I sent this letter more than four years ago — so it’s hard to say what exactly was responsible; she’s changed managers twice (we were both reassigned for unrelated, generally positive reasons not long after I sent this letter), relocated to a city where she has a better support network, got promoted multiple times, and I wouldn’t be surprised if she got some professional help as well.

    What jumps out to me now rereading the letter is my own overwhelming anxiety. She was one of my first-ever hires, and I’d been a manager for less than a year. We were a startup that was a few years old at that point, and other employees (of all genders) tended to be very confident, enthused about their work/the company, and not exactly afflicted with imposter syndrome; she was one of the first hires of a different personality type (which is good! I think it’s great that we are a place that no longer employs just one type of person). I was a brand-new manager struggling to figure out how to inhabit my own authority as a boss, be decisive, and give clear feedback. I also was (and am) a people-pleaser and former camp counselor who worried way too much about whether everyone was having a good time. In some ways, we were just way too similar.

    The good news is everyone involved, and the organization as a whole, is better, smarter, and more professional than we were four years ago. I wish I had grown more than I have. I still struggle to remember that I am the authority figure and I don’t always have to be liked. But I also have some more perspective — there is no perfect script that will change everything about a person, and there is no substitute for just doing the hard thing, over and over. The way to get better at giving feedback is to constantly give feedback, to tolerate the momentary discomfort and survive it and sometimes even have the employee tell you later that you were right.

    Happy endings all around.

    1. Blast from the past*

      When the original letter was published, I remember a commentator calling me out for my own extreme reaction — that an overwhelming feeling of dread was not really a proportionate response to an employee, even one with some pretty annoying habits. At the time, I’m pretty sure I brushed it off — easy to say if you’re not the one getting “I’m sorry, I’m sorry” before a totally anodyne question.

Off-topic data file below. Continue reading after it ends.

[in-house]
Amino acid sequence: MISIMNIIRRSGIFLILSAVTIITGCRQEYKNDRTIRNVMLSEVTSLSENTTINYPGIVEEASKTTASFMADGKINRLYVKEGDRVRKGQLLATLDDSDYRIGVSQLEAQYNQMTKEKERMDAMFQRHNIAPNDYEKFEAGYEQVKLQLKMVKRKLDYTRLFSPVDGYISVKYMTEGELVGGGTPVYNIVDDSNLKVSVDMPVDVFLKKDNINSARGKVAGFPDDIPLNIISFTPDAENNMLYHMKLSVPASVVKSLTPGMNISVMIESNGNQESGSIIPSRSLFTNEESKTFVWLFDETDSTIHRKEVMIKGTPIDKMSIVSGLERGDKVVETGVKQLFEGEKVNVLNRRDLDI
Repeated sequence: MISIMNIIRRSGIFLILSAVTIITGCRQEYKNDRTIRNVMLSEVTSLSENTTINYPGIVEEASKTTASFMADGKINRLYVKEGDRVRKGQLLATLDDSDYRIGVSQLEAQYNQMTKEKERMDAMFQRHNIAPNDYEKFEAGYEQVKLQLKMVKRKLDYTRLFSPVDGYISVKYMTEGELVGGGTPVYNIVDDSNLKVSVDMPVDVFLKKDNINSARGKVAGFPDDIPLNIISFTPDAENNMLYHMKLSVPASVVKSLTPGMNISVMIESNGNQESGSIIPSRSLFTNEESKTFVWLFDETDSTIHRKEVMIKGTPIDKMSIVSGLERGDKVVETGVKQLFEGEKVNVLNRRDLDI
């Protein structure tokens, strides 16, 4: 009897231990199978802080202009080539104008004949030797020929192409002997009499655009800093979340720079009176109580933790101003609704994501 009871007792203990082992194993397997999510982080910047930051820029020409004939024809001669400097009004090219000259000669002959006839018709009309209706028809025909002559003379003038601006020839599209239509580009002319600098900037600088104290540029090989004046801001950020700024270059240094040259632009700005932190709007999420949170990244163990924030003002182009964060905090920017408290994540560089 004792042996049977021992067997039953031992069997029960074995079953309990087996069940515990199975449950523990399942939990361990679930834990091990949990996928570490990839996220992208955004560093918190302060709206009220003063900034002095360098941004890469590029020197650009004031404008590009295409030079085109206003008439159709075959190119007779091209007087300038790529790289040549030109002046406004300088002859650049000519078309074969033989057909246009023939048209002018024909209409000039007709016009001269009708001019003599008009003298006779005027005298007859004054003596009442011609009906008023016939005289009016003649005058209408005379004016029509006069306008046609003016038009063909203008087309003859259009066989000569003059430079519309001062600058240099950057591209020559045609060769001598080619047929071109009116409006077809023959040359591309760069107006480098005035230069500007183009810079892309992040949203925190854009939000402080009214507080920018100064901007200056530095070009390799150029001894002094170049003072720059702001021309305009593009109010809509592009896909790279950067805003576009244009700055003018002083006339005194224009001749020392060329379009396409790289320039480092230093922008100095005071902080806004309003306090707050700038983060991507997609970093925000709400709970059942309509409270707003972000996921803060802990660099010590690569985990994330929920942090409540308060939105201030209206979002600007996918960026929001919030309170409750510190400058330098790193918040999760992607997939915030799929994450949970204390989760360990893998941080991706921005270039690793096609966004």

If that person is still reading here, I want you to know that you were completely right.

    2. Heidi*

      Thanks for the update. It’s great to hear that improvement has occurred all around. I guess one of the risks of the self-deprecating approach is that people might believe that you’re as terrible as you say you are. Another is that anxiety becomes your defining characteristic in people’s minds. The employee is fortunate that her managers are recognizing that her work is better than how she presents it.

    3. Irish Teacher*

      Thank you so much for the update. I’m really glad to hear how things worked out and that you are both doing well.

      I reckon I am sort of affectionately known for a few quirks at my workplace too – not anxiety, more obsessing over history, blanking on small talk and getting disoriented in crowds, sort of thing – and it is a relief to have my colleagues get it and simply accept it as who I am. It’s good that your employee has a similar sort of understanding.

      Continued success to you both.

    4. Blast from the past*

      If I were giving my past self advice, here’s what I’d say:

      -This is obviously a long-term, deep-rooted issue and it isn’t going to change overnight, but improvement is possible and it’s worth trying for.

      -There is such a thing as being too compassionate and understanding. It might not have come through in my letter, but one reason I was frustrated was that I really did feel empathetic to this employee, which meant I felt terrible about how she felt all the time, and consciously or not, felt like it was my responsibility as her manager to make her feel better. One of the managers she worked for after me was not unkind, but definitely brusquer. She did not have a lot of truck with tiptoeing around feelings (she once told me “we’re managers, not social workers” and there’s a lot of truth to that), and she made this employee rephrase her request every single time it included excessive negative self-talk. I think I would have been too afraid to make the problem worse to try something like that.